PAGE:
After my father died at 90, my sisters and I found evidence of multiple “gifts” he had made to people we’d never heard of. My father, a retired college president whose mind was sharp to the end, was comfortable but far from wealthy. He was frugal and cautious, though generous; he would have been the last person anyone would pick to be a victim of financial abuse. But he lived alone for 20 years after my mother died, and the fact is it probably happened.
It happens to uncounted millions of Americans over the age of 50 every year, to the tune of some $2.4 billion in losses to family members and caregivers alone. AARP estimates there are $40 billion in annual losses to sweepstakes fraud and financial abuse targeting seniors. Sobering statistics, especially in light of the fact that only one in 100 cases is reported.
Shirley Krohn is on a campaign to change these statistics. Krohn, retired from a career in the corporate world, works 7-day weeks advocating, writing and speaking on senior financial abuse and related issues. Among her credentials are Board Chair of Spectrum Federal Credit Union for 35 years, member/former Board Chair/volunteer with the Elder Financial Protection Network, and member of the California Senior Legislature; her passion for the cause, though, may be stronger than her CV is long. Recently she opened a lot of eyes with a talk to the San Francisco Bay Area Network for End of Life Care.
“Elder abuse,” Krohn says, “is one of the most under-recognized and under-reported crimes in the U.S., with some five million people victimized every year – though abuse reports are up 150% in the last ten years.” It’s easy to see why: “People 50 and older control 70% of the total net worth in U.S. households.”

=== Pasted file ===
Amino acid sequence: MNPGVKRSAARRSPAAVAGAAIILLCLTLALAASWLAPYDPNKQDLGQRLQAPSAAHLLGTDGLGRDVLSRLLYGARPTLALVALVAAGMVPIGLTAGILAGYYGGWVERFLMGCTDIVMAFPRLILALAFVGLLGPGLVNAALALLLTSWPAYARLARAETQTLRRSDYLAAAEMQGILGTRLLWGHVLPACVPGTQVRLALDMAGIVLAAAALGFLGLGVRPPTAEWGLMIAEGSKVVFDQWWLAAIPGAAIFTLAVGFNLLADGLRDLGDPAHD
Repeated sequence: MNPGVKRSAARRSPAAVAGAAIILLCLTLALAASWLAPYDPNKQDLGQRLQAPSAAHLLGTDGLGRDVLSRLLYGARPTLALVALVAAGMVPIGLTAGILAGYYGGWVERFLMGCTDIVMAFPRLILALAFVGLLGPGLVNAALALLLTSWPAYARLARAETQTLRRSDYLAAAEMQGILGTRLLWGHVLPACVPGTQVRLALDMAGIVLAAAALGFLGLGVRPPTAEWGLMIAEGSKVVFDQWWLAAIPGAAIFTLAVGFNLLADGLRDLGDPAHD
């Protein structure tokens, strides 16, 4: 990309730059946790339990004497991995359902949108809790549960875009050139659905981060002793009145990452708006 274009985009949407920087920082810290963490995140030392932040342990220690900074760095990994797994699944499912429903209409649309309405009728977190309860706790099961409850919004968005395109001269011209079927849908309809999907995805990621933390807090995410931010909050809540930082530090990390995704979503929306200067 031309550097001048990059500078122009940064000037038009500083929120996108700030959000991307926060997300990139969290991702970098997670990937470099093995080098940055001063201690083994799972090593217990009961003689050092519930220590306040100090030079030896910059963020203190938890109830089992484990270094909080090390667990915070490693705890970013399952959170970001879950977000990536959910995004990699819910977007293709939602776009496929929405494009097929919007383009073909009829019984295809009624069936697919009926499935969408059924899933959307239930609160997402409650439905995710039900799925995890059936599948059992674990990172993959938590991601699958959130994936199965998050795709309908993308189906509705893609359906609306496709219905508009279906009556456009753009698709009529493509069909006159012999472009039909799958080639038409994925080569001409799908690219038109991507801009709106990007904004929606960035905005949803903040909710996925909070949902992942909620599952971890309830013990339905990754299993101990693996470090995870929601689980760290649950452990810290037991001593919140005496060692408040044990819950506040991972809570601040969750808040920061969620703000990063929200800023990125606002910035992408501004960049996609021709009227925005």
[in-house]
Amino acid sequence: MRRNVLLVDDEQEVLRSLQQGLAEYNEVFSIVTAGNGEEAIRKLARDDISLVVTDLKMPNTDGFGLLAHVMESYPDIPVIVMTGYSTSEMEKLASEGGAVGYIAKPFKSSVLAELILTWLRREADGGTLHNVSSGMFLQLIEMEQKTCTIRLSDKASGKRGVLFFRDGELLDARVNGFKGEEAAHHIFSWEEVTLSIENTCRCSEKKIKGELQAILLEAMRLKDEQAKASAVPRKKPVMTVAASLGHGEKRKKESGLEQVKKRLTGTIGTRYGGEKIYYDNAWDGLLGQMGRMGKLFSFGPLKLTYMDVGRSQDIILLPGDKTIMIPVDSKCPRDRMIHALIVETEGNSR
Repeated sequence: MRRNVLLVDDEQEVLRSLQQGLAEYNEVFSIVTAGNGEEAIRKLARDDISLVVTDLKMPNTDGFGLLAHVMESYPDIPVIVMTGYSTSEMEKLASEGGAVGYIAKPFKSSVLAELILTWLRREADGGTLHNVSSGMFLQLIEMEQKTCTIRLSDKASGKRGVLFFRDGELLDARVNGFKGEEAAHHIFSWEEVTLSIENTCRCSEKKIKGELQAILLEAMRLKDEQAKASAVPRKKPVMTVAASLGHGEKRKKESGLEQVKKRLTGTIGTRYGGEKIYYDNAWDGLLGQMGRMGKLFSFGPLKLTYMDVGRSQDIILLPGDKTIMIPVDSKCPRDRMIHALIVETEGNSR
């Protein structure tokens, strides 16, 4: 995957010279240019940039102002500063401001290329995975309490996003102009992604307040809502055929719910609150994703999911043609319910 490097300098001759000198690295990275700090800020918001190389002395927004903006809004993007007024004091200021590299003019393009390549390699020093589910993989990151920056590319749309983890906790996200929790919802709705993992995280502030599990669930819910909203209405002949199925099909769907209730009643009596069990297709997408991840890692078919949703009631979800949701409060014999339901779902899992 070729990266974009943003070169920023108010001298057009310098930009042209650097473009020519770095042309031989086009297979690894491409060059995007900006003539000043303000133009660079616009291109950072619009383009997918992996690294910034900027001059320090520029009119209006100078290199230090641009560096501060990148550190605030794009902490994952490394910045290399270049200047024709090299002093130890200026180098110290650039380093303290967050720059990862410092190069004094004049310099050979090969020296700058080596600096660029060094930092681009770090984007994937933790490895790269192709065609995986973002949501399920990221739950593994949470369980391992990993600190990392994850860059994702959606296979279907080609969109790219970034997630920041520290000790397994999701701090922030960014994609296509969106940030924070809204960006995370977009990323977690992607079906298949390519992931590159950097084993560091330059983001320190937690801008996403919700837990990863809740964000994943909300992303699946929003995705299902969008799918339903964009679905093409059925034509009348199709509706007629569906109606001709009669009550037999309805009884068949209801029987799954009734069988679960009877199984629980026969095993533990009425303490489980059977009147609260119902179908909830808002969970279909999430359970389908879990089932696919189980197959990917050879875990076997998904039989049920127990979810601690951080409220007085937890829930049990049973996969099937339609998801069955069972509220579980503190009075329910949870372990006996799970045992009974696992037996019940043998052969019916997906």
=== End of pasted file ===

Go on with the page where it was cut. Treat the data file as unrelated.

The victimization of seniors by friends, relatives and caregivers may be the most sobering part of the picture, and the toughest problem of all to solve. Krohn explains that the issue is complicated by seniors often being unaware that they’re being victimized, being reluctant to report or prosecute friends or relatives, or simply being embarrassed or ashamed. They may also have looming fear: that they’ll lose their independence and wind up in a nursing home, that they’ll suffer retaliation or further abuse.
Scammers and fraudsters are a huge and busy bunch. Krohn ticks off a list that includes door-to-door solicitors, telemarketers, online scammers, visiting “experts” or “advisors” and perpetrators of a variety of Medicare or prescription drug scams. Protecting yourself or your aging friends and relatives against them is not easy, but it can be done, she says. A good first step is in recognizing the problem. The second step, taking protective action, will be outlined here in a follow-up blog.
Meanwhile, Shirley Krohn has promised a follow-up talk as soon as she can work it into her schedule.